Posts Tagged: numbers
A California voter casts a ballot. (Photo: Vepar5)
OPINION: In a fairly rare occurrence, this year’s primary election in California could actually matter in terms of who becomes the Republican Party’s nominee. California had a chance of being relevant with March primaries in 1996, 2000 and 2004; however, Bob Dole and George W. Bush already had largely sealed their deals.
Pfeiffer Beach at the mouth of the Big Sur River in Pfeiffer Big Sur State Park. View looking upriver from the beach, with Cupressus macrocarpa trees. Photo: Wikimedia Commons
Decades ago, California began taking over the management of thousands of acres of rural wildlands in dozens of counties across the state. But over the years a problem arose: With the state in control, some counties were cut out of the money that they otherwise would have collected from property taxes. The state had promised to compensate the counties for the lost revenue by making payments in lieu of taxes.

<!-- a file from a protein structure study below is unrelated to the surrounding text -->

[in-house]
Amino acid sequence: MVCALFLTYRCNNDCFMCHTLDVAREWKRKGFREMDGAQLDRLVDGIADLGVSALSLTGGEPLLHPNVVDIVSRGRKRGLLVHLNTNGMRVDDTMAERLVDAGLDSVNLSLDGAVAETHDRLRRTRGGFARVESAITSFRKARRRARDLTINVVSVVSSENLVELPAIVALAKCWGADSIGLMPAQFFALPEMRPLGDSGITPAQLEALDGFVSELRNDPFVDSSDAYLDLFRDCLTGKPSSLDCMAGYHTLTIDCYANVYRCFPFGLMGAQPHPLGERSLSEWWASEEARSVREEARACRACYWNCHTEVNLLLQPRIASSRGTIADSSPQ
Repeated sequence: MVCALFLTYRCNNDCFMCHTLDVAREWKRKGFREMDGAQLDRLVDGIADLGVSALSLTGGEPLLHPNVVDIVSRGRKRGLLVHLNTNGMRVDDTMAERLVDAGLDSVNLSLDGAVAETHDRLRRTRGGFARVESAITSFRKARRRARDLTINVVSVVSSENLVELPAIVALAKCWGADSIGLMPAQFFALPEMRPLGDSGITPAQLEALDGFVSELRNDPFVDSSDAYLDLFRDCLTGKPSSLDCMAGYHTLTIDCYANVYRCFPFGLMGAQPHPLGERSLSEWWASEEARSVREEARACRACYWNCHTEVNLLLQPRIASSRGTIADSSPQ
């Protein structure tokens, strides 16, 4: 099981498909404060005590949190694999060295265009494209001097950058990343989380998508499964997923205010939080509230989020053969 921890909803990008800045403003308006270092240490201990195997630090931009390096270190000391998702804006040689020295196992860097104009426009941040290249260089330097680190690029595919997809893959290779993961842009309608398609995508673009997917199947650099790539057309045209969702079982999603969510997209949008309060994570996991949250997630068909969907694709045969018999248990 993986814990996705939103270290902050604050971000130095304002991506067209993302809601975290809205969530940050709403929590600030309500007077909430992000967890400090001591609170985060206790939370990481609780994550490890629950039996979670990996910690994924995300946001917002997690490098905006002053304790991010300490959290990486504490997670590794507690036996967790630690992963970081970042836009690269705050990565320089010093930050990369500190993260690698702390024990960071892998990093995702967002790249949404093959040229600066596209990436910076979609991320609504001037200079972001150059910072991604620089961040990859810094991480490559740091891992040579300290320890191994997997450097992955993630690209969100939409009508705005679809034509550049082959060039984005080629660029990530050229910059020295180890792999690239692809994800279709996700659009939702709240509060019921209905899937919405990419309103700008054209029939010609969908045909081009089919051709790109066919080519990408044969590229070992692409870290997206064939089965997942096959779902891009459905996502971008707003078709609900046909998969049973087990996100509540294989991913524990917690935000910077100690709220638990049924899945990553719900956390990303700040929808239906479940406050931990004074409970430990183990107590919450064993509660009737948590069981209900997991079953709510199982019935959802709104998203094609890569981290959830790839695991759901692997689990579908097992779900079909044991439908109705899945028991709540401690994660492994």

U.S. Senate election, 2012
In little more than a decade, mail-in or “absentee” voting for statewide elections quadrupled, from 4.4 percent in 1978 to 18.4 percent in 1990, reflecting in part legal changes making it easier to vote absentee. Since the 1990s, mail-in ballots have increased exponentially. In the 2008 primary, 58 percent of the voters cast mail-in ballots, the first time in a California statewide election that mail-in ballots represented more than half the vote. In primaries since then, mail-in voting has risen steadily to a remarkable 65 percent in 2012. In the November 2012 general election, mail-in ballots accounted for about 51 percent. (Above: 2012 U.S. Senate election map/Kurykh, Wikimedia))